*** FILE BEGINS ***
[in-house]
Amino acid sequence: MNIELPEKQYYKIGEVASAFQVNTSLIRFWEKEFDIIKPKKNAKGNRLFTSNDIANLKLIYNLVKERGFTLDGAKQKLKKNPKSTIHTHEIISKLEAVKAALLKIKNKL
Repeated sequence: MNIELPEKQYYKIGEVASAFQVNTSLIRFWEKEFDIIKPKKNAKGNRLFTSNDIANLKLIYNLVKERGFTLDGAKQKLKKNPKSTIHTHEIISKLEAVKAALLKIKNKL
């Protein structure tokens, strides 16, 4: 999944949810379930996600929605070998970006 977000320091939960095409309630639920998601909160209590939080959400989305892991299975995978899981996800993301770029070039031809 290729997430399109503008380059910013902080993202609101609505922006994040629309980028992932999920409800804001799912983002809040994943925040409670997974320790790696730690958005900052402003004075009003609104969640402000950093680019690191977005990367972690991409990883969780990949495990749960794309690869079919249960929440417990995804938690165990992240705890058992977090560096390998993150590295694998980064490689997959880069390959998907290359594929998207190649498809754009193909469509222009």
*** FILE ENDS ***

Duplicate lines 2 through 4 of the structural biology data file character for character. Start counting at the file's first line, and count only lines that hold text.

Amino acid sequence: MNIELPEKQYYKIGEVASAFQVNTSLIRFWEKEFDIIKPKKNAKGNRLFTSNDIANLKLIYNLVKERGFTLDGAKQKLKKNPKSTIHTHEIISKLEAVKAALLKIKNKL
Repeated sequence: MNIELPEKQYYKIGEVASAFQVNTSLIRFWEKEFDIIKPKKNAKGNRLFTSNDIANLKLIYNLVKERGFTLDGAKQKLKKNPKSTIHTHEIISKLEAVKAALLKIKNKL
């Protein structure tokens, strides 16, 4: 999944949810379930996600929605070998970006 977000320091939960095409309630639920998601909160209590939080959400989305892991299975995978899981996800993301770029070039031809 290729997430399109503008380059910013902080993202609101609505922006994040629309980028992932999920409800804001799912983002809040994943925040409670997974320790790696730690958005900052402003004075009003609104969640402000950093680019690191977005990367972690991409990883969780990949495990749960794309690869079919249960929440417990995804938690165990992240705890058992977090560096390998993150590295694998980064490689997959880069390959998907290359594929998207190649498809754009193909469509222009």